It is November, the month of thankfulness. I recently led discussions in several classrooms of first- and second-graders, children in the 6-8 year old age bracket.
“What does it mean to be grateful?”
A few hands were raised, ”Umm…it means to be nice??” “Is it something about Christmas?” “I know..., if you push someone down then you should say ‘Sorry’.”
I offered examples of gratitude, and understanding dawned on the little faces. In one class I said, “I am so grateful that we are all here together in this classroom and not in a hospital all wrapped up in bandages.”
A little boy chuckled and said, “That is only for grown-ups.”
I suddenly recalled being that young, feeling safe and insulated. I smiled at the little boy; I listed simpler things, like my gratitude for the sun and the color of fall leaves. I held up my hands, “I am grateful that I have this many fingers,” I wiggled them all, “and am so grateful they can do wonderful things.”
My next question caused conflicted answers, “Is it possible to be grateful even when something sad happens?”
Some kids strongly said, “No!” Others were uncertain. I offered the idea that even when there are sad things around us, there are still things to appreciate, like food or a pet or a nice bed to sleep in. I held up my fingers again and wiggled them, “Even if I am sad, I can still be grateful for the small things, like my wonderful fingers.” My small audience seemed convinced.
Then, a boy sitting in the very back raised his hand. “Yes, but what if that is the thing that is sad—like, what if something happens and your fingers don’t work anymore?”
Twenty pair of eyes riveted on my face. Once upon a time, I would have been stammering for an answer. Yet, I felt gratitude for past lessons of personal adversity; ironically, I had something to offer. I told them as simply and briefly as I could about the time years ago when I was a singer. I needed to have surgery, but during the surgery on my neck, accidentally, there was damage to my vocal chord—the thing that makes it so you can talk and sing. The doctor said I would never sing again, or even be able to talk very loud.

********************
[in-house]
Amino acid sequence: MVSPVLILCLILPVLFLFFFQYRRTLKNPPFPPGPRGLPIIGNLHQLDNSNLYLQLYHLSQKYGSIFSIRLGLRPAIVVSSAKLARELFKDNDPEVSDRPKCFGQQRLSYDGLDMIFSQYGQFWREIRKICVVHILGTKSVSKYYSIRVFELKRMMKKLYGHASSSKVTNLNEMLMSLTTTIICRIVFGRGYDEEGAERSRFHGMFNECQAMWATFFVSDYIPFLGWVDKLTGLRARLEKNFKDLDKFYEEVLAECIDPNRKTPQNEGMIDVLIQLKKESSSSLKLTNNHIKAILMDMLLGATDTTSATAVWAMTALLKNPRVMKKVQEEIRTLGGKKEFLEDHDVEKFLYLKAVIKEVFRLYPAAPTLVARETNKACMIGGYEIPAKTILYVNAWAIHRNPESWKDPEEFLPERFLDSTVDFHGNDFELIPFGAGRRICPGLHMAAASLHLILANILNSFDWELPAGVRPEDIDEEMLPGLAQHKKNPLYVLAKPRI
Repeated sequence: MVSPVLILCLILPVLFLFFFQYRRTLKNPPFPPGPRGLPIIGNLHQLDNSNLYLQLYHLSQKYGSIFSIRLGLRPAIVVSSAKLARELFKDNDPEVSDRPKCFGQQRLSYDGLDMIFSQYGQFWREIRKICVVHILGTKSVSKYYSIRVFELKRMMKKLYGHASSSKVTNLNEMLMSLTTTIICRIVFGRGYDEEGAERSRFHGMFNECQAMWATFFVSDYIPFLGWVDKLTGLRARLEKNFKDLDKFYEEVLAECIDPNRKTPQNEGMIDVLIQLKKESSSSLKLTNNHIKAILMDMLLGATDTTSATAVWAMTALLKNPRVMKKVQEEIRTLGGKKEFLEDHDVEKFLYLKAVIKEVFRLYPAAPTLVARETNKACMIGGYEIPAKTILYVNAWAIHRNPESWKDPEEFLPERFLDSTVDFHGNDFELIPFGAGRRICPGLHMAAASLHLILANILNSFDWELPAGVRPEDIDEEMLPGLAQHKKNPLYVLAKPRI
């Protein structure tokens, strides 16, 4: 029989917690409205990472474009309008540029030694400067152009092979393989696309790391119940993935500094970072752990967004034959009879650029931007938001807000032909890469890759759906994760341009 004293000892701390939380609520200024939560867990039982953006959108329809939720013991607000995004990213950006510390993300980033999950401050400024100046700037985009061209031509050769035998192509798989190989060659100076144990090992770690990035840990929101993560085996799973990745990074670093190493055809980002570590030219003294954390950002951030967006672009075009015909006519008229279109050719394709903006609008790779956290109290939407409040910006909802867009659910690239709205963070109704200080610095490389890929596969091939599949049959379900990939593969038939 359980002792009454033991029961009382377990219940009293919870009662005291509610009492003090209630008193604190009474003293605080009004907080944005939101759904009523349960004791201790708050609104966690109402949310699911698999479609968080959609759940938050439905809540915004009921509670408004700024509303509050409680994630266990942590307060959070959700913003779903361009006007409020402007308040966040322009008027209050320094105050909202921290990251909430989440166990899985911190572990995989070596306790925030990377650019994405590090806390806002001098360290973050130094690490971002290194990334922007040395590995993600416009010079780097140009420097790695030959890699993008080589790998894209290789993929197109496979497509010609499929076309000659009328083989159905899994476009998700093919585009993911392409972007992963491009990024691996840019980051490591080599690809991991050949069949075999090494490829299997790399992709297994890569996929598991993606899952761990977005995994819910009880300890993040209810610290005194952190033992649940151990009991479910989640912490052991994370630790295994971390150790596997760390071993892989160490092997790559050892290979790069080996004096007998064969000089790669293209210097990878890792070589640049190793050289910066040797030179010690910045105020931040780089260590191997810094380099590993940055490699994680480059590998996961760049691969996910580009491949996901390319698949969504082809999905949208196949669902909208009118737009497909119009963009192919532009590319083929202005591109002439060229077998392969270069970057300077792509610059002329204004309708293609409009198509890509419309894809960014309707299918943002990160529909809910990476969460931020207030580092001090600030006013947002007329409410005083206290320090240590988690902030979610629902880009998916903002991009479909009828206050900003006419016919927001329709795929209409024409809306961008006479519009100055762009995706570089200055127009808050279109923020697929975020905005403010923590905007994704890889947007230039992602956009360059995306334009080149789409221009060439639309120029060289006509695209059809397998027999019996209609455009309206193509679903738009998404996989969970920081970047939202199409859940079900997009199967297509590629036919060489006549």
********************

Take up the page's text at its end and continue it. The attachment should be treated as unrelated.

I explained that I felt very, very sad. It took about 2 years before I could speak loudly, and it took a while longer before I could sing again. But, during that long time I realized that I could choose to just be sad every day or I could find things that were still good and happy. I tried to remember the good things, like my wonderful children, food to eat and the house I had to live in, even though I still felt sad sometimes.
“So, in my opinion, yes, it is possible to feel gratitude even when sad things happen.”
There were smiles all around and we moved forward into an art project. However, for some time afterward I reflected on the earnest look on that little boy’s face and the maturity of his question. If the setting had been different, I would have also shared that during the worst times of sadness I could access the comfort of God and use His inspiration to make choices that were beneficial to my ultimate wellness.
Here’s what I know now, if we can slog through the sadness and grasp on to even the smallest strand of gratefulness, adversity will eventually be turned to a deep, strengthening experience.
A quote from my wise mother: “God may not seem to be there when you want him, but He wants you to gain confidence doing things you didn't think you could possibly do. Don't give up when the going gets tough. If God thinks you can do it, you can.” (Nellie B. Morgan)
Don’t give up. Be grateful. Happy November!